"You switch it on and it begins broadcasting GPS location information at about ten times per second," Grimm said.
While the support for such devices is growing, however, the smartphone app idea is also gaining momentum. The smartphone vision is seen as important for two reasons: first, it's less expensive than adding a $100 or $200 transponder to the car; second, smartphones are ubiquitous, which could make the technology spread more quickly. "The idea is that the smartphone is a wireless vehicle module," Grimm said. "If you don't have a dedicated module in the vehicle to run all the V2V apps, you can offload all of that to the smartphone."
For now, automakers are writing their own apps for use with smartphones. Ultimately, though, they envision a day when they would allow outside developers to write the applications in conjunction with an industry standard, such as the one recently rolled out by the Car Connectivity Consortium.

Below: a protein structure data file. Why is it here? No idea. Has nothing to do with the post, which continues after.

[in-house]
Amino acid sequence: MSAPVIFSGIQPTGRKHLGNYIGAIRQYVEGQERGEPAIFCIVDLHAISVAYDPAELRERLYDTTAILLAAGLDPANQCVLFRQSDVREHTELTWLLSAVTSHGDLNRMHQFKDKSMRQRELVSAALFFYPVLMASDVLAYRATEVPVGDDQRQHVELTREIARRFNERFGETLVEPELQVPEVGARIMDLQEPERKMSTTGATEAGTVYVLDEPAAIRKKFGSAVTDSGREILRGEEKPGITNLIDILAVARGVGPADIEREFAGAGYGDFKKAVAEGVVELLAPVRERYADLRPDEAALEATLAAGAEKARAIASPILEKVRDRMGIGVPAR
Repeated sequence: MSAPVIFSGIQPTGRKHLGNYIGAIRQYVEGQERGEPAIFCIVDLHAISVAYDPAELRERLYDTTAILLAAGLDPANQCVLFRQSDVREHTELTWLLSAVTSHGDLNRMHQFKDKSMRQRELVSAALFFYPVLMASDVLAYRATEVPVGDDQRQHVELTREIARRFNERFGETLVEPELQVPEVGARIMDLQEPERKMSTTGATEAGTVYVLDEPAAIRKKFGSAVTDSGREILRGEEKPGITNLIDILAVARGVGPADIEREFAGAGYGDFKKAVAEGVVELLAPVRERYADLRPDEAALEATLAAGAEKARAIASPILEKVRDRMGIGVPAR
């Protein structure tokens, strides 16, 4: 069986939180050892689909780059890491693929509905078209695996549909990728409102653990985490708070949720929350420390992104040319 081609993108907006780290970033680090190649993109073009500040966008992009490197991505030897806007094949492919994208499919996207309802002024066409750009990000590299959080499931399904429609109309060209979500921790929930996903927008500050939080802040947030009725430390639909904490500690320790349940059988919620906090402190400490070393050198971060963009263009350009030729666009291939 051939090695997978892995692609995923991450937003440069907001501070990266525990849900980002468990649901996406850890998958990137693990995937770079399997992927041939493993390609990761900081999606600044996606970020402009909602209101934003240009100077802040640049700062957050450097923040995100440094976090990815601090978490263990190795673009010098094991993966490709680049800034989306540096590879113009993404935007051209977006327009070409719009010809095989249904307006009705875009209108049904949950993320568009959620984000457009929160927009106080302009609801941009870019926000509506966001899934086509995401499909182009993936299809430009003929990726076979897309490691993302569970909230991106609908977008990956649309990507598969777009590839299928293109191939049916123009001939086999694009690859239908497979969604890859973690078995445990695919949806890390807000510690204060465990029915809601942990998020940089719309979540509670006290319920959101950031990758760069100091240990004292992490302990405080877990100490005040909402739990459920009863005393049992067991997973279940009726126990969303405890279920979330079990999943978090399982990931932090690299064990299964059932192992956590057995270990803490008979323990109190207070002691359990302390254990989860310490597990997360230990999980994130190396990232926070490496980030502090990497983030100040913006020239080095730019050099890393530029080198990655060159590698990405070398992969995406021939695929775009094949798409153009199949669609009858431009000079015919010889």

Automakers and suppliers are waiting for a recommendation on the transponder technology from the National Highway Traffic Safety Administration (NHTSA). The recommendation is expected by 2013. "If that goes in a positive direction, you could start to see this happen about four or five years afterwards," Grimm said.
In the meantime, engineers also see great promise in the smartphone concept. Because the V2V idea would have limited impact if it's not used by virtually every vehicle on the road, the smartphone could play a key role, they say. "It's about flexibility," Grimm said. "Millions of drivers have smartphones, and we want to leverage all that computing capability to run these applications.
For further reading